Home Insulation

Different kinds of home insulations are available. Careful consideration regarding where the insulation will be installed, and amount required. Always check local and state building codes for further information, and requirements. When hiring someone to install insulation, make sure the company or business your using is licensed, and knowledgeable of all building codes regarding insulation. Recommended insulation in knee walls of attic spaces, cathedral or vaulted ceilings, around the perimeters of slabs to keep cold from entering, floors above vented crawl spaces, basement walls, band and head joists, interior walls, the wall between the garage and living space. Good insulation will increase energy efficiency, and reduce the cost for energy or electricity. If necessary, getting a home equity loan to cover the cost for insulation. During the long term saves money, which can be applied to the cost of home equity loan. United States Department of Energy (DOE) Weatherization Assistance Program provides low income, families with assistance for home improvements including energy efficiency, through improving home insulation. In July 2005, the DOE provided $92.5 to low income families in nineteen states.

Different Types of Home Insulation

Asbestos is a mineral fiber, commonly used during the 1970s, in building products because it was fireproof, good thermal insulator, and easily made into fabrics that covered pipe coverings, oil and coal furnaces, and hot water and steam pipes. Further investigation of asbestos, determined that caused lung cancer called Mesothelioma, and cancers of the gastrointestinal tract. The Environmental Protection Agency banned the use of asbestos, in July 1989.

Fiber Glass or fibrous glass dust is a soft wool material, produced from molten sand and inorganic materials. According to Environmental Protection Agency, at least twenty percent of cycled glass is added to Fiber Glass. Advantages using Fiber Glass: Absorb sound, control heat, reinforce materials with extra strength, and help control water condensation. When installed usually a pink or yellow color. Fiber Glass installed in ventilation systems, prevent loss of heat / cold air and to reduce the noise from the fan. Disadvantages using Fiber Glass: Causing skin, eye, nose, and throat irritations. Long term exposure to Fiber Glass, may lead to permanent lung disease. Reducing exposure to medical problems related to Fiber Glass, by working in ventilated area, keep away from skin and eye exposure by wearing gloves, and eye protection. Also, wash exposed skin frequently, and clean work clothes every day.

Mineral Wool insulation refers two different materials: Slag wool and rock wool. Slag wool produced from iron or blast furnace slag, an industrial waste product. Rock wool produced from natural rocks. Slag wool is approximately eighty percent of the mineral wool industry, and twenty percent for rock wool. Mineral wool insulation can reduce residential energy bills by 40 percent, save to install and no exposure to respiratory disease or cancer.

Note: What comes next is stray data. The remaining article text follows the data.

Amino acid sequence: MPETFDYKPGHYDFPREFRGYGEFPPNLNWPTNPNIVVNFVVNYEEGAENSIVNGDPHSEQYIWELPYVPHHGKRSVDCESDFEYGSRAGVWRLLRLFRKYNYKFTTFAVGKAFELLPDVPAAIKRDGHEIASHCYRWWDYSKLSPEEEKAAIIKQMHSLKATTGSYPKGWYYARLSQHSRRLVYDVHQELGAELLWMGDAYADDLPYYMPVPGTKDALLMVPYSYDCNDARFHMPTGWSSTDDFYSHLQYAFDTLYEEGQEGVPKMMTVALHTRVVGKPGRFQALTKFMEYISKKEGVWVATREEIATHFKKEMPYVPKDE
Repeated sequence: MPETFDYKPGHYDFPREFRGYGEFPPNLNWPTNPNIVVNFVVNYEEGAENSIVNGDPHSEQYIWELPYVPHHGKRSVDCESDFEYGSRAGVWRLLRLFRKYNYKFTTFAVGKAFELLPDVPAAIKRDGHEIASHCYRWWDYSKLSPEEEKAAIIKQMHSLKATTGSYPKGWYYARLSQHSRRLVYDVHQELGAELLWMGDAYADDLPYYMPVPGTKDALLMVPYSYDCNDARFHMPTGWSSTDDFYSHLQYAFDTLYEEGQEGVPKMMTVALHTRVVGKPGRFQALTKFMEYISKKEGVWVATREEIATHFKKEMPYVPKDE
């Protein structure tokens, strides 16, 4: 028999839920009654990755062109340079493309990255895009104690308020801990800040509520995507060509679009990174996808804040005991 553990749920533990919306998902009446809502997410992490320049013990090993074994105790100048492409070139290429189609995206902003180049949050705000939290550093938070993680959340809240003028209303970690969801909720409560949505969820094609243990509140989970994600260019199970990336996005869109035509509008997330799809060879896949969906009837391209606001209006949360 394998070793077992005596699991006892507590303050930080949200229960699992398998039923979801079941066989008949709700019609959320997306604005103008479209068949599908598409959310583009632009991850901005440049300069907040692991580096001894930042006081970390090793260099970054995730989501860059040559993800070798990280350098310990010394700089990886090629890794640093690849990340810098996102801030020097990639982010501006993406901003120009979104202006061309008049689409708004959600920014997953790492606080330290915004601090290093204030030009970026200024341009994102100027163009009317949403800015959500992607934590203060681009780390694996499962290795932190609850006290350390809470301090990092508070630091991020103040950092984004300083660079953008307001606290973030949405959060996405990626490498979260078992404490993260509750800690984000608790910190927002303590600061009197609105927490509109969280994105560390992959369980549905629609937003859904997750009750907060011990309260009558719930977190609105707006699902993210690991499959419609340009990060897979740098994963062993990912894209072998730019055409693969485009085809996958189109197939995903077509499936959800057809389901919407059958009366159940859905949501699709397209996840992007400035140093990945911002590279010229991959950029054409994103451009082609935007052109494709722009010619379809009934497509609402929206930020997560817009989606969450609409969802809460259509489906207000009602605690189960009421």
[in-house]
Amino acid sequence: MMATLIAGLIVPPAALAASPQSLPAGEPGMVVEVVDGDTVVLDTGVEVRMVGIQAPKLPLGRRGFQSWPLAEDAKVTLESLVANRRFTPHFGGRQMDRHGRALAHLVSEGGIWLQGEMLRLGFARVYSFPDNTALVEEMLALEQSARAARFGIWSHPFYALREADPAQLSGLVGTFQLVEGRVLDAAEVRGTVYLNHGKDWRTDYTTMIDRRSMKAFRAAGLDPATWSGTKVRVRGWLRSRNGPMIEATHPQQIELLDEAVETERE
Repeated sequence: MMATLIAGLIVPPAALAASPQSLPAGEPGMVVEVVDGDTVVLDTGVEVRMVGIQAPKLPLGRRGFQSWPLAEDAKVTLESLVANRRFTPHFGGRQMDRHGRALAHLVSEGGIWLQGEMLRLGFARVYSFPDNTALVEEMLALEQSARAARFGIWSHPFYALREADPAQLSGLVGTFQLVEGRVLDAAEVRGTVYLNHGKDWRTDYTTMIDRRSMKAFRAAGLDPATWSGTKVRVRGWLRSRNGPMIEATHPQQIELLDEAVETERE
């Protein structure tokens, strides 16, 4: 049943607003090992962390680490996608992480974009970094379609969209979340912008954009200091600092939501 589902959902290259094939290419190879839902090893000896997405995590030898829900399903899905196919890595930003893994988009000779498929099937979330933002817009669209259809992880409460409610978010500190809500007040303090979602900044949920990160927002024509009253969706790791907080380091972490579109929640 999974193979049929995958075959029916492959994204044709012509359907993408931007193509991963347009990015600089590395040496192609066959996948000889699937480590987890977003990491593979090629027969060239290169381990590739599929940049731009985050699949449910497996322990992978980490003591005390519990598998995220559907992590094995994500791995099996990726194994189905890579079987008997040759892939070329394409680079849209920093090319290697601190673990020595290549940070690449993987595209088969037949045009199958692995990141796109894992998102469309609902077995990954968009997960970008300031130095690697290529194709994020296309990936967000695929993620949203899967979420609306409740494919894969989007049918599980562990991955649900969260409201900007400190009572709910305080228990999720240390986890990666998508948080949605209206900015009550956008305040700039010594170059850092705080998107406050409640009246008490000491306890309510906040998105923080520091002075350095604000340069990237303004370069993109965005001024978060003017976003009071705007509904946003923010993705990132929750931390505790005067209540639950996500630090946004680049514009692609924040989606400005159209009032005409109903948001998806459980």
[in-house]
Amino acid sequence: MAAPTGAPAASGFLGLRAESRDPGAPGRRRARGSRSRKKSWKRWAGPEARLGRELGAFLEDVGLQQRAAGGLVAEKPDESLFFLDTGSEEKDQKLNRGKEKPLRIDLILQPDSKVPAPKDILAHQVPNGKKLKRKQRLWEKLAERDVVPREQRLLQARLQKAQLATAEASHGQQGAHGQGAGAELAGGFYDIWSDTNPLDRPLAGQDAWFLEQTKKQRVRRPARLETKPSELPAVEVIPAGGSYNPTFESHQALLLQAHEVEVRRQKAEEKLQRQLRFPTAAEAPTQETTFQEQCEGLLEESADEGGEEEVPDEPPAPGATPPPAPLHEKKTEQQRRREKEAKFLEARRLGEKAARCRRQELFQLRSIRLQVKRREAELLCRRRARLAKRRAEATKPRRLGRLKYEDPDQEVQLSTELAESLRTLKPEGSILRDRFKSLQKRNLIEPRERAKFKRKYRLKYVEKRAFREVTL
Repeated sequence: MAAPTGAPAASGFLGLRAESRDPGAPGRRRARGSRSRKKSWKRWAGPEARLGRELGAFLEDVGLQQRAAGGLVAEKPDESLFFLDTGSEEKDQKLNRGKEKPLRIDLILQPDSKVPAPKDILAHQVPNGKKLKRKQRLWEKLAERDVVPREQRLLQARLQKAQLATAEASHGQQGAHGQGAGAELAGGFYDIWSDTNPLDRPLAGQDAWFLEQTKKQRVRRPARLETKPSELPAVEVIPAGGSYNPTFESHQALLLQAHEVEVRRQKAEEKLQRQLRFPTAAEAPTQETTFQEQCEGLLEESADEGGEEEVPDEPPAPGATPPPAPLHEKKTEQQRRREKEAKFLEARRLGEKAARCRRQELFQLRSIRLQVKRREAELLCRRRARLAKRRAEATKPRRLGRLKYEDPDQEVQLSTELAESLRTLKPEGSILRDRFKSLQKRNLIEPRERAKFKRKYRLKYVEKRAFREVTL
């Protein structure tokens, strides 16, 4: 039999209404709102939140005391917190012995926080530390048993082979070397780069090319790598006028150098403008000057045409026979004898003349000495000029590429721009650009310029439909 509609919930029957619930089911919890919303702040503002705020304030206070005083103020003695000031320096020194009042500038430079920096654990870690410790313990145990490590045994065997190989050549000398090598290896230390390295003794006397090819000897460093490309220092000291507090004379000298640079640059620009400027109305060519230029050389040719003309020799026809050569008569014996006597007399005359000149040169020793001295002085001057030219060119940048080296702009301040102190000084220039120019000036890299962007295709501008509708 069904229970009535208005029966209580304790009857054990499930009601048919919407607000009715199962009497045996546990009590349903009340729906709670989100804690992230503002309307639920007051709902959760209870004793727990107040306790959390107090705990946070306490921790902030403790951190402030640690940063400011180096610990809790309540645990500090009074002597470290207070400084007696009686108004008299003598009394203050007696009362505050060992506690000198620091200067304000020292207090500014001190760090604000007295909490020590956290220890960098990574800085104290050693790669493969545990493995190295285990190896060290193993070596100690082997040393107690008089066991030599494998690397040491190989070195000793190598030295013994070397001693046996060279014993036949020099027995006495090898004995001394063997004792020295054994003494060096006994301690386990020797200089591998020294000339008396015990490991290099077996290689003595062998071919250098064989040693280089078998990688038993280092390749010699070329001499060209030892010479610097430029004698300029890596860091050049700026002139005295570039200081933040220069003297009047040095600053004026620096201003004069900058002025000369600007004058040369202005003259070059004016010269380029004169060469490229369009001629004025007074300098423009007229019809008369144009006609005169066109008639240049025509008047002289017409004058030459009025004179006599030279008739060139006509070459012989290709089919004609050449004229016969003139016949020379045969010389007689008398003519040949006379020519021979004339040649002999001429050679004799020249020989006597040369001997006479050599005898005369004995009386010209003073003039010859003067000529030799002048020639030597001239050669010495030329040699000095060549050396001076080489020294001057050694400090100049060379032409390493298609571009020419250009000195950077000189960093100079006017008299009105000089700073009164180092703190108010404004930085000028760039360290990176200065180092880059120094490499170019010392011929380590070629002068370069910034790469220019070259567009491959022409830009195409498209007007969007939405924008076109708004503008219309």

Cellulose insulation contains eighty percent of recycled newspapers, fire retardant chemicals, and in some products, acrylic binders. Advantages: Less expensive to install than fiberglass, better thermal insulator and sound barrier than fiberglass, and greater savings then fiberglass. Cellulose insulation is blown through several hundred feet of four inch tubing, either into attics or wall cavities. Heating and cooling bills are reduced by 15 to 30 percent. Disadvantage using Cellulose insulation: Over a period of time, the material well settle or reduce it’s thickness, which will reduce it efficiency by twenty percent of it’s R – Value (resistance to heat flow). Recommended upon installation to add twenty-five percent, to compensate for future energy loss. Any exposure to moisture will reduce significantly the effectiveness of this insulation.

Four different types of foam insulation commonly used for residential and commercial application. Most common foam insulation is polystyrene, which emerges as foam, which cooled down to form a shape, and trimmed to a specific dimension. Spray foam used for insulation of roofs, curtain walls, foundations, entry and overhead garage doors, pipes, tanks and climate controlled storage units. Maintains a very high R – value, compared to other insulation’s. Covering the foam with rubber or plastic membranes or layers of asphalt, will protect the insulation from degradation of the sun’s ultraviolet rays. Molded Expanded Polystyrene Boards are molded to form common everyday items, including: Coffee cups, picnic ice chests, and shipping materials. Extruded Expanded Polystyrene Boards: Density 1.5 pounds per cubic foot, higher R – value compared to Molded Expanded polystyrene, and suitable for use on roofs and, facing interior or exterior basement walls. Polyurethane and polyisocyanurate are similar foams to polystyrene, except having a more fire resistant, and slightly higher R – value. When installing these boards, seal seems with tape or caulking, are added to prevent air infiltration. Sometime polystyrene boards are treated with an insecticide to prevent any infestation from developing, and fire retardant material.

Consumers can purchase small bottles of spray – on rigid foam insulation, that effectively used to seal cracks in doors, and windows, effectively sealing off any airflow. These closed – cell foams are better insulators, than other products, and have an R – Value of six compared to R – Value of three for fiberglass. Resulting in expected savings from 30 to 50 percent, on home heating and cooling cost.

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